“Who, Yasmine?” I ask, playing it off to stall for time. “I was thinking a crossbow could be fun.” Miranda laughs and bumps her shoulder against mine, silently prompting me. “I don’t know, honestly. She made it pretty clear she doesn’t want to see me again. Maybe she’s right. If I can’t give her what she wants I shouldn’t just hang around and rub that in her face. Maybe I should just let her go.”
“Who says you can’t give her what she wants?” I look over questioningly and she shrugs. “She loves you, right? She wants the same things from you that you wanted from me. The romance and the story and the happily ever after. You don’t think you can give that to her?”
“I don’t know if I love her,” I point out. “I mean, I care about her, but love? I’m not sure I even know what love is anymore. I thought I loved you and we know how that turned out. I just don’t know.”
Miranda gives me a sad smile and combs her fingers through my hair gently. “I do. Give me a second.” She stands up and half-jogs outside. I prop my elbows on my knees and wait, wondering what she’s up to. What could she possibly have that can give me the answer that weeks worth of brainstorming can’t?
A minute later Miranda lets herself back into the house, clutching a book against her chest. I furrow my forehead in bewilderment. She sits down beside me before saying anything. “I figured you didn’t get one of these, so you probably haven’t seen it,” she says. I glance at the cover and read the embossed title. Tickuma High School - 2015.
“A yearbook?” I ask skeptically. “Are you going to show me how un-photogenic my senior picture is? Because I’ve seen enough of my school pictures over the years to take a guess at how bad it looks.”
“I had a different picture in mind,” she says, flipping through the pages. “Although you’re right, your picture this year was a little unflattering. There’s a glare on your glasses that sort of hides your eyes completely.”
“Typical,” I say, shaking my head. “At least I didn’t sneeze this time.”
Miranda laughs and then finally settles on a page, sliding the book onto my lap. I take in the multi-colored photos and the festive title on the top: Senior Masquerade Ball. “You know, you showing me pictures of the night we got together isn’t going to make me feel better,” I say, and then hastily add, “No offense.”
“What about if I show you this one?” she asks and then points to a picture that’s placed in the bottom right hand corner. The caption reads ’Masked couple share an intimate dance.’ I have to stare at the photo for a second before I realize just who the intimate couple is beneath the masks; it’s Ray and I.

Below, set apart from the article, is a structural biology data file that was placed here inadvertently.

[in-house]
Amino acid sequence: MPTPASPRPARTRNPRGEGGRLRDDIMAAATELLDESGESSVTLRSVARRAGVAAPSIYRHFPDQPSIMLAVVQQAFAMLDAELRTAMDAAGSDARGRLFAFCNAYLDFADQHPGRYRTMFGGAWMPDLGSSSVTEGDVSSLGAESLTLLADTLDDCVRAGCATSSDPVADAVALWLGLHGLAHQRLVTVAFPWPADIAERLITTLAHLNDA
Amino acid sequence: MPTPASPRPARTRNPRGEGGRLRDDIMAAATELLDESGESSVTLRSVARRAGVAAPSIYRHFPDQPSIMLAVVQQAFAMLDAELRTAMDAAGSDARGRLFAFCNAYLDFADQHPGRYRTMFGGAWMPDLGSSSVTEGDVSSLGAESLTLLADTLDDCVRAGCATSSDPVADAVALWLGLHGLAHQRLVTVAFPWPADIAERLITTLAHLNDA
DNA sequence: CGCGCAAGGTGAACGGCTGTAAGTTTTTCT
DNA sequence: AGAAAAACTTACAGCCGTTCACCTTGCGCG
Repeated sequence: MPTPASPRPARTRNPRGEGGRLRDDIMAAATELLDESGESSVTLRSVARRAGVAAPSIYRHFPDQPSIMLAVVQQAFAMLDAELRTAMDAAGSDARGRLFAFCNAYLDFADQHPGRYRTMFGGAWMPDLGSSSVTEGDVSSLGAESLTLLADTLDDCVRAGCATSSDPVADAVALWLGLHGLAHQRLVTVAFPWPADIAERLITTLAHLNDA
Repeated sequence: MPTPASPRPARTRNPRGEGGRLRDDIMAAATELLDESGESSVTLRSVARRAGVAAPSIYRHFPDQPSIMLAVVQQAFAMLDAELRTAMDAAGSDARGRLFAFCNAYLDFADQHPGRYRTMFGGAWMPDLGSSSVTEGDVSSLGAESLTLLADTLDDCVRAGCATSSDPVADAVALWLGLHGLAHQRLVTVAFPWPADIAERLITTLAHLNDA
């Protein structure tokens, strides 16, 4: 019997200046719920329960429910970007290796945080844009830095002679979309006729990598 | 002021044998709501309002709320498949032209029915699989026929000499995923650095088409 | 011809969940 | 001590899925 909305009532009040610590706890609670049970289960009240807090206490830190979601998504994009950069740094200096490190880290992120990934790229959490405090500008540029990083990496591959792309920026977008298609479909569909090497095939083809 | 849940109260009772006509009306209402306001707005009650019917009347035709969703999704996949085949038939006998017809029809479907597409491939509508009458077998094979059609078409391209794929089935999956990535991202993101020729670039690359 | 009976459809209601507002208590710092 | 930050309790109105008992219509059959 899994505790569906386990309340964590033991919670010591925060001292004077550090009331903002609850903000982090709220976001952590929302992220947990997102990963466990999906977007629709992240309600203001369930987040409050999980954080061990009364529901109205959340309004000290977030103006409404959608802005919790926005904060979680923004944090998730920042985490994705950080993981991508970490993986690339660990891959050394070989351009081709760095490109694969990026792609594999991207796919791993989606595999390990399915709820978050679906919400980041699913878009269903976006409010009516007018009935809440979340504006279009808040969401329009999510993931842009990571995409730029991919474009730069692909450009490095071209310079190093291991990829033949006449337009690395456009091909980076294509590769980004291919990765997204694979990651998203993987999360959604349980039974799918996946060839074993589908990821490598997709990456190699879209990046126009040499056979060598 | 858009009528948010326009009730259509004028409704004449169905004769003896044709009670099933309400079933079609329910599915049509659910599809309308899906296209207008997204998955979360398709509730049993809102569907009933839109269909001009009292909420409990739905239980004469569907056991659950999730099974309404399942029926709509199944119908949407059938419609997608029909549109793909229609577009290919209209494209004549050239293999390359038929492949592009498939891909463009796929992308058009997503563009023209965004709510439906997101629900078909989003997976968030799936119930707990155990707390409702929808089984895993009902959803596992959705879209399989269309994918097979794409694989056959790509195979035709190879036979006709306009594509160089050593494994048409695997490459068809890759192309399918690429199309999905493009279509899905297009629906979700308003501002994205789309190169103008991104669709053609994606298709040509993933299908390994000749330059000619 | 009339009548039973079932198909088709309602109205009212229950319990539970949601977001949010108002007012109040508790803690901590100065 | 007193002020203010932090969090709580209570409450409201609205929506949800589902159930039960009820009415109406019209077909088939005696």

“What is this?” I ask.
“Looks like someone caught a pic of you two dancing,” Miranda says. “And if you want an answer to all of your questions, just take one look at your face.” I study it more closely and something in my chest seizes. Ray’s head is resting on my chest, her eyes half-open and a contented smile on her lips. My gaze slips up to my own expression. My eyes are looking downward, fixed somewhere on the top of her head, and the smile on my face…
“I think your heart knew the answer all along,” Miranda says softly. “Even the night that we met, part of you already belonged to someone else.”
“My God,” I breath, unable to tear my eyes away from the photograph. “How is this-?” I close my eyes and try to sort out the way my brain is racing. I think back over all of the time I’ve known Ray; the way we’ve always been so in sync, the way she’s the first one I want to talk to and the one I can’t imagine living without. It’s not the sweeping, love-at-first-sight romance that I’ve always dreamt about, but there’s still that feeling in my chest; the warmth and comfort. “I think I love Ray.”
Miranda laughs and leans her head on my shoulder. “If there’s one thing you’ve taught me, it’s that you can’t make sense of love,” she says. “It’s confusing and insane and makes you crazy. But I think in the end it’s worth it.”
“I taught you that, huh?” I ask, finally looking over at her.
“Yes, you did. You and that whole ‘fairy tale romance, love is destiny, the world is secretly a beautiful place’ thing you’ve got going on,” she says playfully. “You know, I was ready to just marry the first rich guy that I didn’t hate, just like my mom did. But being with you has made me think I should hold out for everything you talked about. I want that." She taps the yearbook photo. "This, I want this.”
I smile and wrap an arm around her shoulders, pulling her against my side. “You’ll find it,” I say assuredly. “I mean look at you, who wouldn’t want to give you all of that and more?”
“Thanks, Jake,” she says. “So, you’re in love with your best friend. What are you going to do about it?”
I close the yearbook and set it in her lap, and then stand up and dust off my pants. “I’m gonna find a way to get my princess back.”